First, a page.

ARLEE – Go inside Anna Baldwin’s classroom at Arlee High School, and there are times you’d swear you had walked into a history class, or one studying American government.
That might not be your last guess – chemistry class comes to mind – but it might be close.
Yet there the English II sophomores are, studying Article 6 of the U.S. Constitution, or the Flathead Irrigation Project.
Why? Because they’re going to read “Wind from an Enemy Sky” by D’Arcy McNickle. It’s a fictional story centered on a very real event: the construction of Kerr Dam on the Flathead Indian Reservation in the 1930s.
And Baldwin wants them to understand everything – including the Hellgate Treaty – that led to the real events into which McNickle inserted his fictional characters.
“I can’t divorce literature from its historical and social context,” Baldwin explains. “With ‘Wind from an Enemy Sky’ it’s so obvious. I have to connect the life the students are living to the book they’re reading in class.”
Baldwin does it with every book the teenagers read in English II.
“We do a unit on Jim Crow laws before we read ‘To Kill a Mockingbird,’ ” she says. “Some people say I’m a history teacher in disguise, but I believe you have to incorporate the historical and contemporary social issues with the literature.”
When Baldwin had questions about tribal history as she developed her approach to “Enemy Sky,” she often put them to Julie Cajune, then director of development at Nkwusm, the Salish language school in Arlee.
When Cajune was awarded a $1.4 million grant from the W.K. Kellogg Foundation in 2010 to develop a variety of projects associated with authentic tribal histories, she remembered the Arlee teacher who went the extra mile to make sure the tribal perspective was part of her lesson plans.
And that led to “Inside Anna’s Classroom,” a 54-minute documentary produced by Cajune that follows Baldwin’s English II class as it prepares to read McNickle’s novel.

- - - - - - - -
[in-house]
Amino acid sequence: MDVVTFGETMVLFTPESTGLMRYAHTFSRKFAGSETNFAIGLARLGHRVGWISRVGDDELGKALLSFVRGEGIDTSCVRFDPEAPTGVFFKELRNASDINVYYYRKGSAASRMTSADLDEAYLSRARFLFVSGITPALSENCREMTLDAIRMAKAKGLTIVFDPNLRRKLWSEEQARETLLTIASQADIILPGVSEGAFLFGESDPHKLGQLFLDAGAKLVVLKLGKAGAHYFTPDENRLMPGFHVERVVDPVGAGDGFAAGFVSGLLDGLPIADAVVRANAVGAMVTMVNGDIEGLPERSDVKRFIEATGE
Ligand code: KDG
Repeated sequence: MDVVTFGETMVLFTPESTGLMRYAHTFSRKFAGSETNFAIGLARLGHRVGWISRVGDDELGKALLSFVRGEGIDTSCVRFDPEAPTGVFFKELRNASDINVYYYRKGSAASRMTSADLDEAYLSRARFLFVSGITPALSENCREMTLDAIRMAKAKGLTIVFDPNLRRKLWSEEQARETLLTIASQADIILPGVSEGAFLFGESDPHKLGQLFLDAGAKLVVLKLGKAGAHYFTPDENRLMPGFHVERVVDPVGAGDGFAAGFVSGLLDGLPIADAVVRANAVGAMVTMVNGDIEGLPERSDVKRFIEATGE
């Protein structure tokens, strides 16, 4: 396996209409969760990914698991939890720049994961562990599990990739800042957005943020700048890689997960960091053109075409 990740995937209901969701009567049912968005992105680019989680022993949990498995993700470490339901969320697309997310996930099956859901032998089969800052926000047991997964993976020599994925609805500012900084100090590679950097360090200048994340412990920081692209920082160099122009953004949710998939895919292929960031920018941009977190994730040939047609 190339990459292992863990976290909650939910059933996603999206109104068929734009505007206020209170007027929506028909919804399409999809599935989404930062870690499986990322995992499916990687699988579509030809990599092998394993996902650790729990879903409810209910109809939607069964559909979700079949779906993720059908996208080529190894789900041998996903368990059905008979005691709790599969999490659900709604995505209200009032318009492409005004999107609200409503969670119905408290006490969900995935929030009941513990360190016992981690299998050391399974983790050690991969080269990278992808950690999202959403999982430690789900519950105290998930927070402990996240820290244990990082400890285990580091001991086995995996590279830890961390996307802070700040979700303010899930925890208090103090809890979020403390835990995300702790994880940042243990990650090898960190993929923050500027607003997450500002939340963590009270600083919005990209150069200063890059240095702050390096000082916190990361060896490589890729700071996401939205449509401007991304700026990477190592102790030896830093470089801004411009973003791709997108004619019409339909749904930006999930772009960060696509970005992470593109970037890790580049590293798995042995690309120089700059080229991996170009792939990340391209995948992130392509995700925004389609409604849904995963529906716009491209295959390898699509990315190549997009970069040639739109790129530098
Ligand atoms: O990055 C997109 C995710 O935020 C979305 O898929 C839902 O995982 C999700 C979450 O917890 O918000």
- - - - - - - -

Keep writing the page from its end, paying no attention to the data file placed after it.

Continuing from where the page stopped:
The documentary premieres Thursday morning at Salish Kootenai College in Pablo, where Cajune is now director of the American Indian Center for Policy and Applied Research.
Baldwin and 10 of the 12 students who appear in the film will be there.
“It was going to be a surprise,” says Baldwin, a Georgetown University graduate who taught at Two Eagle River School for four years and has been at Arlee High School the last nine.
“I was going to tell them a photographer had come to take their picture, take them all outside, and a bus would be waiting to take us to the premiere,” she goes on. “But there are a few copies of the film out there and people were starting to talk about the premiere, so I had to tell them.”
The documentary is intended primarily for other educators, so they can see how one teacher goes beyond studying Sitting Bull and Geronimo, or focusing on Native American crafts and dwellings, to incorporate Native American themes into her classroom.
But Sarah Bennett, managing editor at the American Indian Center for Policy and Applied Research, says more than teachers can take something away from it.
“It celebrates work being done by a racially diverse group, to cross barriers and discuss topics adults have a hard time discussing sometimes,” Bennett says. “The kids do it with real ease, and handle it with such grace. I think the film could be a benefit to anybody.”